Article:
tl/dr: This method hurts your password strength quite a lot due to the loss of characters (mainly since 0 and 1 are often left out when
entering letters through a numeric pinpad). However, trying to brute
force a password here is slow, so with a long enough password you'll
be fine anyway.
You already seem to know the answer, but I'll spell it out with a bit more detail in hopes that this is helpful.
Unfortunately, your selected method of password generation will, quite possibly, generate the lowest possible amount of entropy. Obviously you would get less entropy by picking a clearly bad password, but this method still gives pretty poor results.
The best way to see this is by comparing against it's entropy ceiling - a pure digit password. That's a simple one. If all you have is numbers then you have
10^n possibile passwords, where
n is the number of digits in your password. A 4 digit password has 10,000 possible combinations, etc...
In your case though your numbers are determined by conversion from letters. As you know, the English language doesn't use letters evenly, resulting in a loss of entropy. It would be difficult to determine exactly how much entropy is lost, so a good paper would be required. I don't have one of those though, but I can still guestimate!
- You lose at least 1 number because in most letter mapping systems the 0 is unused
- Many telephone keypads leave the 1 unused as well
- And of course the variation in frequency hurts. Harder to estimate so I'll just knock off another digit and call it a day
You'll effectively lose 2-3 possible characters out of the 10 you have. This actually takes a big hit out of your entropy, because the number of possible passwords is determined by
[Number of characters]^[Password Length]. The presence of that exponent makes this very non-linear, as we'll see below.
Is this a deal breaker though? That depends!
Deciding how difficult a password is to crack depends on two things: the number of possible passwords, and the rate at which an attacker can guess passwords. Both can be determined accurately enough in this case. First, how many possible passwords are there? Let's assume you end up with a 12 character password, and let's compare against three passwords: randomly chosen numbers and characters, randomly chosen numbers, and random numbers without 0 and 1.
We also need to know how fast an attacker can run through passwords. Just for kicks, I'm going to compare two speeds: the rate at which a high-end GPU hashing rig can crack MD5 hashes (200GH/s), and the rate at which a very experienced person can enter numbers into a pinpad. Obviously the former (the MD5 hashing rig) is not in the least bit applicable here, but I want to include it because I think it will give a helpful reference. For pinpad entry, it's hard to guess exactly how fast an attacker can enter passwords, but we'll be generous and give them 10 guesses per second. Here are our numbers:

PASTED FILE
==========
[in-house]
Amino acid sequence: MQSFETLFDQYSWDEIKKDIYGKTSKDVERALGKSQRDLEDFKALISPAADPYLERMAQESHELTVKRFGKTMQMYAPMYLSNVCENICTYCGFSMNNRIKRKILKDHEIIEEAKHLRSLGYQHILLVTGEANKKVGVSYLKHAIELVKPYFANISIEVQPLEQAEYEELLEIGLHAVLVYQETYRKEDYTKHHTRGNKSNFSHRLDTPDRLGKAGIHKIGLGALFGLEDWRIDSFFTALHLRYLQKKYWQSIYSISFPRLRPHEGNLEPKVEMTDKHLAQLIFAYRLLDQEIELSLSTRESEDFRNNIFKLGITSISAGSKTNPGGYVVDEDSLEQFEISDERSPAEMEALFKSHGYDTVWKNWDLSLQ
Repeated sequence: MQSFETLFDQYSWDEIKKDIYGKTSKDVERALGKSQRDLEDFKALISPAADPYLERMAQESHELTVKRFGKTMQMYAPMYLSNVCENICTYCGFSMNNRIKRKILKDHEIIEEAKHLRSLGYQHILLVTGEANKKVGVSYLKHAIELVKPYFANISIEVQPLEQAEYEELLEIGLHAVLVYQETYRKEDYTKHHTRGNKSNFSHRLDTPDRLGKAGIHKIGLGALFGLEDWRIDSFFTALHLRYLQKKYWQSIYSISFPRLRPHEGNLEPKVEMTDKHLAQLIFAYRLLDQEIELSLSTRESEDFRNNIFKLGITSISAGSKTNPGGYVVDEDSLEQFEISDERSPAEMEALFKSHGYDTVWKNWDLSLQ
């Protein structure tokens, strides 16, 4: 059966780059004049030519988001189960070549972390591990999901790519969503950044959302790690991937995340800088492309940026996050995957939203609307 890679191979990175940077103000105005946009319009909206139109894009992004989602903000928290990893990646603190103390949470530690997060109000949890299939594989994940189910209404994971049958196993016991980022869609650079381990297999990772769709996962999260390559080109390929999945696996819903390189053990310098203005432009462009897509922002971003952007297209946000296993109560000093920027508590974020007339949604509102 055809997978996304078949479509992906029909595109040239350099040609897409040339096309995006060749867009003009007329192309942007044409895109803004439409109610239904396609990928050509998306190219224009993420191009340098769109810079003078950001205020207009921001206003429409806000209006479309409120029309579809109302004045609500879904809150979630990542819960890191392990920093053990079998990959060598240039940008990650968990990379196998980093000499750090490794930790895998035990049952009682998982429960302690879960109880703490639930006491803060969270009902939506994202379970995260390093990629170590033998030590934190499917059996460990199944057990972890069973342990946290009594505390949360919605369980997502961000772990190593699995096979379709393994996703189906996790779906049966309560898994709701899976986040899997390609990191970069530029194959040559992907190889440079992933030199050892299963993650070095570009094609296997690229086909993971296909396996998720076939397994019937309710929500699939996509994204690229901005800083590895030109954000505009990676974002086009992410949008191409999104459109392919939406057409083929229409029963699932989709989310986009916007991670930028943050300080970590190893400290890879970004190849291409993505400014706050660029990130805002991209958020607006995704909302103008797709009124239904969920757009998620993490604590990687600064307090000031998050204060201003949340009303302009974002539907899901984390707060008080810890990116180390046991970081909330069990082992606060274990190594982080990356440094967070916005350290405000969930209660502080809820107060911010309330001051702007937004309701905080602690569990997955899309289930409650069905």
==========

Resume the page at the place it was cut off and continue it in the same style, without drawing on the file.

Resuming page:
- 12 character alpha numeric password. Number of possible passwords:
62^12 = 3e21 (entropy =
log2(3e21) = 71 bits of entropy)
- 12 character numeric password. Number of possible passwords:
10^12 = 1e12 (entropy =
log2(1e12) = 39 bits of entropy
- 12 character numeric password (but without 1 and 0). Number of possible passwords:
8^12 = 6.9e10 (entropy =
log2(6.9e10) = 36 bits of entropy.
Against a cracking rig
Our cracking rig can check 200,000,000,000 (aka
2e11) passwords per second. Simply divide the number of passwords by the hashing rate to get how long it will take to crack it:
- Alpha numeric:
3e21/2e11 = 1e10 seconds = 511 years
- All numbers:
1e12/2e11 = 5 seconds
- Numbers without 1 & 0:
6.9e10/2e11 = 0.3 seconds
As you can see, there is a huge difference in their cracking times. For reference, some websites still use plain MD5 for storing passwords, so the above math is why using a long, random password is required. Of course an attacker can't just hook your wallet up to a GPU cracking rig and run through guesses that quickly.
Instead the passwords have to be entered by hand, so we'll try again with our 10 passwords per second rate (which is probably very generous):
3e21/10 = 3e20 seconds = ~700 times the age of the universe
- All digits:
1e12/10 = 1e11 seconds = ~30 centuries
- Numbers without 1 & 0:
6.9e10/10 = 6.9e9 seconds = 2 centuries
Your password is still quite uncrackable under these circumstances, but it is worth noting that losing just 2 out of 10 possible characters reduced the cracking time by a factor of 15!
The above analysis assumes a full brute-force search of the entire password space. For a long diceware-style password that is actually quite unrealistic, and an attacker would be better off working off of the actual word list. In that case, a more detailed analysis from the OP shows that the loss of entropy is much smaller. Either way though the overall summary remains the same:
So your chosen method definitely weakens the password. However, given that these passwords have to be manually entered (and therefore password cracking is quite slow), you can still get sufficiently secure passwords even with this method, as long as it is long enough.
Personally though, since we're talking about a potentially high-value target that someone has to physically steal, I'd be more worried about rubber-hose cryptanalysis.